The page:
Lysogeny-capable; integrates into 3′ end of GTP cyclohydrase II gene [166].Primary receptor is LPS (lipid A distal element required). Only Bcc phage that has been converted to obligately lytic form via insertional inactivation of lytic repressor [166].Reduces mortality in G. mellonella; effectiveness of obligately lytic form is not significantly different from that of the wild-type phage [166].
KS10 [175]MyoviridaeUnclassified Myoviridae (Burkholderia phage BcepMu)Lysogen of B. cenocepacia K56-2B. ambifaria (LMG 19467), B. cenocepacia (PC184), B. stabilis (LMG 18870)
[3 hosts]
Lysogeny-capable; integrates [260].Transposable phage [260].
KS14 [60]MyoviridaeKisquattuordecimvirus (Burkholderia phage FLC5)Dracaena sp. soilB. multivorans (C5393, C5274), B. cenocepacia (715J, C6433, C5424, PC184), B. dolosa (LMG 21443), B. ambifaria (LMG 17828)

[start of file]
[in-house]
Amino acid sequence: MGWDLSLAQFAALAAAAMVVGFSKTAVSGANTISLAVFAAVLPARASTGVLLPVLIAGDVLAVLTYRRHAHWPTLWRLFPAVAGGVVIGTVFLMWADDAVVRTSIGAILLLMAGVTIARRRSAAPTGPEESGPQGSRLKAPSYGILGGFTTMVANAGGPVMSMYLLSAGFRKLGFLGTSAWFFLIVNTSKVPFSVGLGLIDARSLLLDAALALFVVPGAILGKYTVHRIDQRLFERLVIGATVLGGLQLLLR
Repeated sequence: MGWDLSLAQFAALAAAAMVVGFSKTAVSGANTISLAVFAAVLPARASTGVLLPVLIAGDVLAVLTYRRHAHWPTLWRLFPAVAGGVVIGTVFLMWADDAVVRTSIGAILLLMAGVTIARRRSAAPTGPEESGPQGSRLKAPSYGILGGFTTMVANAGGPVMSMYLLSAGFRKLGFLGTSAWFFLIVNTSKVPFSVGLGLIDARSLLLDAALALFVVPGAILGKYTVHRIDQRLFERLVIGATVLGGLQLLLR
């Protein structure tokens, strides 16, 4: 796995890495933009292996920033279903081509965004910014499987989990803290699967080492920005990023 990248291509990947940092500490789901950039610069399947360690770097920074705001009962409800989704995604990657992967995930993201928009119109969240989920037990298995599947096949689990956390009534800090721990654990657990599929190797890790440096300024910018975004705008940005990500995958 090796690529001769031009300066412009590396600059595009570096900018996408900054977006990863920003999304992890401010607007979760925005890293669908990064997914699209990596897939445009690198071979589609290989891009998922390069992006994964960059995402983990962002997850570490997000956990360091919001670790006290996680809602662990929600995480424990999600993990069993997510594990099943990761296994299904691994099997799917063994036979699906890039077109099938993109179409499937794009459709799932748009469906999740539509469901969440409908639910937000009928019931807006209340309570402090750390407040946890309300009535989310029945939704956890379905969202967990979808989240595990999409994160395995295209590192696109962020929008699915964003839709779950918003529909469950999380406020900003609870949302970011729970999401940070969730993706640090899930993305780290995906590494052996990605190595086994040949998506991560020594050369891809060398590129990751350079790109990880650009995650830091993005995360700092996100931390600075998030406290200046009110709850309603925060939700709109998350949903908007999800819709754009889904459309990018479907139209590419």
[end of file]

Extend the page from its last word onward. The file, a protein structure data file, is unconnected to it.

[8 hosts]
Lysogeny-capable; forms phagemidNot stable in haemolymph (4-log titer loss in 24 h). Can be aerosolized for use in inhalatory delivery without significant loss of titer [169,270].Reduces mortality in G. mellonella, even at low MOIs. Produces significant reduction in bacterial density in murine lung infection model. Interacts synergistically with ciprofloxacin, meropenem and tetracycline based on plaque diameter [169,170,244].
KL3 [60]MyoviridaeTigrivirus (Burkholderia phage ϕ X 216 )Lysogen of B. cenocepacia CEP511B. ambifaria (LMG 17828)
[1 host]
Lysogeny-capable; integrates into threonine tRNA gene
DC1 [271]PodoviridaeLessievirus (Burkholderia phage BcepIL02)Dracaena sp. soilB. cepacia (LMG 18821), B. cenocepacia (K56-2, C6433, PC184, CEP511), B. stabilis (LMG 18870)
[6 hosts]
Lysogeny-capable; integrates; lysogens are unstableEncodes a CsrA-like protein known to downregulate biofilm formation in E. coli. Stable in haemolymph [169,271].Fails to reduce mortality in G. mellonella at any MOI. Reduces bacterial density in murine lung infection model, but is the least efficient Bcc phage tested for this purpose [169,170].
KL1 [257]SiphoviridaeKilunavirus (Pseudomonas phage PaeS_SCUT-S4)sewageB. cenocepacia (K56-2, C6433, 715J, K63-3)